The first are bone-crushingly naive, of course: but the second have had a really rotten return on their investment, these last few years.
But let's check in with the New York Post, first:
High-ranking members of Congress were flown to a lush Caribbean resort this month for a three-day conference planned and paid for by several of the country's most powerful corporations - a violation of federal ethics rules, critics say.
Six members of the Congressional Black Caucus attended the 13th annual Caribbean Multi-National Business Conference in sun-drenched St. Maarten, including embattled Harlem Rep. Charles Rangel and New Jersey Rep. Donald Payne.
Let's give you the list, shall we?
Charles Rangel (D, NY-15)Donald Payne (D, NJ-10)Sheila Jackson-Lee (D, TX-18)Carolyn Cheeks Kilpatrick (D, MI-13)Bennie Thompson (D, MS-2)Donna Christensen (D, VI) (nonvoting member)
But according to House ethics rules, members of Congress and their staffs cannot accept multiday trips from a corporation that "employs or retains a registered lobbyist. Included in this limitation are companies, firms, non-profit organizations (including charities), and other private entities that retain or employ a lobbyist."
Though the conference's organizer is listed as New York City-based Carib News Foundation, that group pays for the event through donations from private, for-profit companies.
Furthermore, according to House rules, members of Congress must seek prior written permission from the House Committee on Standards of Official Conduct to take free multiday trips. They must also file reports with the Clerk of the House of Representatives listing all financial sponsors within two weeks of each trip.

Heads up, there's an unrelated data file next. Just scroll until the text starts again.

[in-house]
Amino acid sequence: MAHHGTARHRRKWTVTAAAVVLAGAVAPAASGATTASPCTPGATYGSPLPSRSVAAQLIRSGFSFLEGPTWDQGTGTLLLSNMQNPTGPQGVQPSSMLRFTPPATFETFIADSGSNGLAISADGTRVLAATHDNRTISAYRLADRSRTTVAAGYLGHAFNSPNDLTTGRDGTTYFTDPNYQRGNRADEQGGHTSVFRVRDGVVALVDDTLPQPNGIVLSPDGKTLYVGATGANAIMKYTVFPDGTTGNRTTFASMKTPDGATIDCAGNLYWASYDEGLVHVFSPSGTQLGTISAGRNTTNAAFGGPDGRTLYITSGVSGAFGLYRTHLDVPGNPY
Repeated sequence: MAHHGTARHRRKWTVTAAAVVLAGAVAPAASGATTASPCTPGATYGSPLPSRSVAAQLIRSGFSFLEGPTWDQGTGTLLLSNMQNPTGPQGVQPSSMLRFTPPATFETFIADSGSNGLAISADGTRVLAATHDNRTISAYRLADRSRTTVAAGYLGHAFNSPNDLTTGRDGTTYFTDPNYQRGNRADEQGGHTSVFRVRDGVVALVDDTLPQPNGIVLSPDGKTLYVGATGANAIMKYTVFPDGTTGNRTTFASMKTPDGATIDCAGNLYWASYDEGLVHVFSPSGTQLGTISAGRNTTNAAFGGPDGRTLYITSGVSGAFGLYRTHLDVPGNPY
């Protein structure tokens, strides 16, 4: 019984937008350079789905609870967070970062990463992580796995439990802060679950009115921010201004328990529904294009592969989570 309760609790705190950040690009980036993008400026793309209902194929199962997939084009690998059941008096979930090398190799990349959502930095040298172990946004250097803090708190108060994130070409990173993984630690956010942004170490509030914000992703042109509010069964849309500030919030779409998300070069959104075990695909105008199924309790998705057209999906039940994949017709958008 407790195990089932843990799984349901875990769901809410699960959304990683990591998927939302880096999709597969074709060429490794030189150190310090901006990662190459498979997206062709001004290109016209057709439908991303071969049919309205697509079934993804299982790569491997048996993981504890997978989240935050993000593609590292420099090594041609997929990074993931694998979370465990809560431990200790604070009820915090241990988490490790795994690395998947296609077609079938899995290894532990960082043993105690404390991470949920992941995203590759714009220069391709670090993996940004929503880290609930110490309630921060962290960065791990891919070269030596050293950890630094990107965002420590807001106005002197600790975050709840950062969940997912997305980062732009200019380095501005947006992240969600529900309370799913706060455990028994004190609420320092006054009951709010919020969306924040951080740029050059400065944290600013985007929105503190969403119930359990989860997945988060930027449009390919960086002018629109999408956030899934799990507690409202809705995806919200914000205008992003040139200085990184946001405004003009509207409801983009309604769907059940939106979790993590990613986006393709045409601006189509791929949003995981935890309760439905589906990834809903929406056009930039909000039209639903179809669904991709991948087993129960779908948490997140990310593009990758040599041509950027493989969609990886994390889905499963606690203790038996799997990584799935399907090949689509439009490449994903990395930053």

Read the whole thing: the NYP indulged in this interesting activity called "journalism," which apparently involves asking people questions about events, then checking their answers to see if they were true. Judging from some of the reactions, this was a genuinely new thing to have happen by the people being asked the questions, because the Post caught them out on several different points, mostly involving either the lack of paperwork, or the falsification of same (Hi, Rep. Payne!). What's striking here is that the participants mostly didn't particularly try to cover any of this up; admittedly, they're all Democrats, so perhaps they didn't think that there was any real need to.
I will readily enough admit that they'll probably get away with this, although Rangel may at least be in over his head right now. But that's the way of the world, or at least the Democratic Party. Their own supporters are adamantly against showing any sort of public condemnation against the corruption found within their own ranks. This is simply the way they operate, and it will be the way that they operate for the foreseeable future. But never let it be said that the Democrats were never told that what they were doing was wrong. Because it is wrong, and I'm here to tell them that it's wrong.
And I think that they know that I'm right, too.